The Colonel’s letter assured Elvis that his manager was fulfilling his pledge to make him an even bigger star while in the service. The letter, along with other regular communication Parker had with Elvis during the army years, also had another purpose. Like most soldiers serving overseas, Presley felt some homesickness, which he at times revealed in letters back home. Still, Elvis had enough self-confidence to tolerate the break in his career. His manager’s updates were important, though, in that they helped him see a clear road in his future.

In a telephone interview with Dick Clark in August 1959, Elvis announced, “I have three pictures to make; one for Mr. Wallis, and then the other two for Twentieth Century-Fox.” In another phone interview with Clark on January 8, 1960, Elvis’ twenty-fifth birthday, Elvis gave his manager due credit. “I’m told that Colonel Parker will have everything arranged,” he said. “I know the first picture is for Mr. Wallis. It’s called G.I. Blues.”

• Wallis came to Germany to meet Elvis

Four months earlier, in August 1959, Hal Wallis had come to Germany to meet with Elvis and shoot some locale footage for use in G.I. Blues. During the three weeks he was in Germany, Wallis oversaw background filming in Frankfurt, Wiesbaden, and Idstein on the Rhine River. Presley’s outfit, the Third Armored Division, supplied tanks and other heavy equipment to the film-makers.

In an interview with Hazel Guild in Frankfurt, Wallis noted that Presley would not appear in any of the footage shot in Germany. “We prefer not to put him in front of the cameras in his working on a commercial film, even in his own time,” the producer said. “The choice was ours. I think if we had asked the army for him, we could have had him.” Previously, Colonel Parker had told Elvis that his was not to participate in any of the filming Wallis would do in Germany.

Wallis mentioned that he realized there might be some publicity value in using German actress Vera Tschechova, who had been dating Elvis recently, in G.I. Blues. After viewing some of her previous film work, though, he decided that she was not right for the role with Elvis. Instead, he said the German female part might go to Erika Remberg.

Elvis’ army career had boosted his Hollywood value because of his lack of public exposure while in uniform. Wallis believed that the strict discipline of army life would have tamed Presley’s “personal contortions and gyrations.” He added, “His rhythm will have a cadence as a result of his military service.” The producer revealed that the Presley picture would be shot in Vistavision with a “new super-speed Eastman color process.” Elvis would be on set for about eight weeks, and eight or nine songs would be used in the film.

Wallis’ visit heightened Elvis’ enthusiasm to get back to work. Columnist May Mann reported that Presley asked the producer for a script, but Wallis declined “because he knew his star would have just gone ahead and memorized it on the spot.” Elvis was content, though, just to know his Hollywood career would be revived soon. Even on March 1, 1960, just four days before his release from the army, in an Armed Forces Radio and TV interview with Johnny Paris, Elvis revealed he knew very little about his upcoming movie.

Paris: “You mentioned the movie G.I. Blues that you’ll be doing soon. When do you do the film?”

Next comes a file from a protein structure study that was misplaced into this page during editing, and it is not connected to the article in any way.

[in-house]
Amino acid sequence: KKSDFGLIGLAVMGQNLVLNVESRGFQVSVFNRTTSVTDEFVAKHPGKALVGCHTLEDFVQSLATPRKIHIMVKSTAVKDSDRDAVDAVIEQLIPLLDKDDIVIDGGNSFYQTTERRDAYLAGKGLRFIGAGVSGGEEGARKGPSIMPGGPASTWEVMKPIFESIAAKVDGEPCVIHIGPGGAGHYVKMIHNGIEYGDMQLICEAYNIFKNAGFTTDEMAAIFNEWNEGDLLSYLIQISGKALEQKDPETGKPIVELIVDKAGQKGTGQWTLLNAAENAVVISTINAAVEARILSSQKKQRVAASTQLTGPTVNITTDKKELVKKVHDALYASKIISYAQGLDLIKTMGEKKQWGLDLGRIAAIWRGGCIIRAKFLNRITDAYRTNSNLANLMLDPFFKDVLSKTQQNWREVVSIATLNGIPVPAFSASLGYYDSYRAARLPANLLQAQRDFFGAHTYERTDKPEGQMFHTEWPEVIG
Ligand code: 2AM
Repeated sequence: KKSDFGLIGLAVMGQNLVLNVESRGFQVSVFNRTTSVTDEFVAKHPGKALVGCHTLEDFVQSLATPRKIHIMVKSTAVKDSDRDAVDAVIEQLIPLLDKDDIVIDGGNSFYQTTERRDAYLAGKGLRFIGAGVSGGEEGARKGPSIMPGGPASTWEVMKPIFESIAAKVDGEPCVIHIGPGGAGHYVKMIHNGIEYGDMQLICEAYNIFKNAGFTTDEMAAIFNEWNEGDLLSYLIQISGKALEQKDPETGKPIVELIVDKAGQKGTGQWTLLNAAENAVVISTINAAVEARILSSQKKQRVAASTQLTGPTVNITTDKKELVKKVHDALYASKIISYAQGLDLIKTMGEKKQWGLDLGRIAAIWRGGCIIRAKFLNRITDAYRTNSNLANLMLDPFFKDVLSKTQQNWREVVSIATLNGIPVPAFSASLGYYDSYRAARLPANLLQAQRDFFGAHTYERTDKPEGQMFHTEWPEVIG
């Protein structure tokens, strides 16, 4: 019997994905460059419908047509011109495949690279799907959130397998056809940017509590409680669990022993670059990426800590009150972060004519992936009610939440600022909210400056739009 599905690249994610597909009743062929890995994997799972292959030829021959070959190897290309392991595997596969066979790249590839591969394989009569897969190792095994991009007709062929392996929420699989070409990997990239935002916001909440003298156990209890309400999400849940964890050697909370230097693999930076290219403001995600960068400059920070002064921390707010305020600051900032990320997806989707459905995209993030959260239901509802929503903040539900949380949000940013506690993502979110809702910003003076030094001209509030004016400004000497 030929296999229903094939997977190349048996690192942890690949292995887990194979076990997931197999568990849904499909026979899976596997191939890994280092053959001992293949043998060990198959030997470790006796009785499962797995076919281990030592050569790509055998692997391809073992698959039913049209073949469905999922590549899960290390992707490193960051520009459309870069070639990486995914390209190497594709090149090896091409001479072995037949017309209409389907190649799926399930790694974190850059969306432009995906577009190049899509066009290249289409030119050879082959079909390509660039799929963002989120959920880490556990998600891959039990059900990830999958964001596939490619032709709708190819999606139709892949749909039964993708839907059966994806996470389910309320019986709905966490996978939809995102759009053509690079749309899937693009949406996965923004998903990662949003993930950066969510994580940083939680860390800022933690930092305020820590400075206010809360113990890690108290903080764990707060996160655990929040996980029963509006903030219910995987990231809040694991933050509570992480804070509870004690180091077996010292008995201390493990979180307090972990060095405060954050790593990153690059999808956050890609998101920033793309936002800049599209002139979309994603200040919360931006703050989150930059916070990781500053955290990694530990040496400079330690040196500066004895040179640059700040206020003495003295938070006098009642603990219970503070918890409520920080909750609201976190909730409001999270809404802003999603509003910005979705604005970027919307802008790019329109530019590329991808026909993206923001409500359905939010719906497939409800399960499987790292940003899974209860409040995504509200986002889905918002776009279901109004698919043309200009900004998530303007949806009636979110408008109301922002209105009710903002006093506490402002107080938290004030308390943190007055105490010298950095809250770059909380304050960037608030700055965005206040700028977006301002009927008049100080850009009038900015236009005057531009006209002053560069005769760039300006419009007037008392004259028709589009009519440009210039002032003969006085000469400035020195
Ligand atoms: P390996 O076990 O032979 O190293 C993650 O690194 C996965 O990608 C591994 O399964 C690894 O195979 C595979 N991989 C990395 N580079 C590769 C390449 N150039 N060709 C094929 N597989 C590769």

Elvis: “Well, I can’t give you an official date. It’s after the Sinatra show, which is sometime around the first of May.”

Paris: “And who’ll be in it?”

Elvis: “I don’t think they’ve picked a co-star yet. Not to my knowledge, they haven’t.”

Paris: “Do you know what part you’ll play?”

Elvis: “No I don’t. I haven’t seen the script yet.”

Paris: “So you then, perhaps, have not had an opportunity to contribute any of your own ideas.”

Elvis: “No, not yet. You do that at the filming of the picture.”

While Wallis was in Germany planning his new Presley movie in the summer of 1959, Paramount decided it was a good time to rerelease the two Elvis films it had on the shelf. The studio misjudged the timing, though. Loving You in rerelease only grossed $74,000, while King Creole did little better at $86,000. A Variety article on April 13, 1960, just a few weeks before Elvis’ army release, reported that the other two studios with existing Presley films had chosen a more lucrative time to rerelease them.

“Both Metro and 20-th Fox are picking up some extra revenue with the reissue of Elvis Presley pictures. Metro’s “Jailhouse Rock,” which is said to have grossed $4,000,000 when originally released in 1957, is chalking up steady business in various sections of the country. In some situations, the picture has been played at least three times, particularly in theatres near Army camps. 20th’s “Love Me Tender,” which like “Jailhouse,” was dusted off the week Presley was released from the Army, is also reported to be doing nicely.”

• Colonel Parker’s Promise Fulfilled

Elvis Presley was released from the Army on March 5, 1960. It only took seven weeks to confirm that Colonel Parker had fulfilled his promise to make Elvis Presley even more popular when he left the army than when he went it. Elvis’ first recording sessions in Nashville produced three blockbuster #1 hits on Billboard’s Hot 100 in 1960. Variety reported that the rating for Presley’s appearance on Frank Sinatra’s TV special in May was “one of the very highest for a prime time one-shot in recent years.” 

On April 18, 1960, two private rail cars on the Southern Pacific Sunset Limited left Memphis carrying Elvis and his entourage westward toward Hollywood. Three days later Elvis reported to the Paramount lot for preproduction work on G.I. Blues. Two years and a month had passed since he had left Hollywood in uncertainty at the end of filming for King Creole. He returned triumphantly. G.I. Blues would become the sixth highest grossing U.S. film of 1960.

The unique partnership of Elvis Presley and Colonel Parker never worked as smoothly and effectively as it did during the star’s two years in uniform. Presley’s faithful service to his country quieted his critics, and Colonel Parker’s faithful service to his only client had resulted in a smooth transition back to Hollywood. As the years passed, Presley’s film career would encounter obstacles, but nothing can dim the brilliance with which the Presley-Parker partnership managed the years between King Creole and G.I. Blues. — Alan Hanson | © 2017

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"Elvis had enough self-confidence to tolerate the break in his career. His manager’s updates were important, though, in that they helped him see a clear road in his future."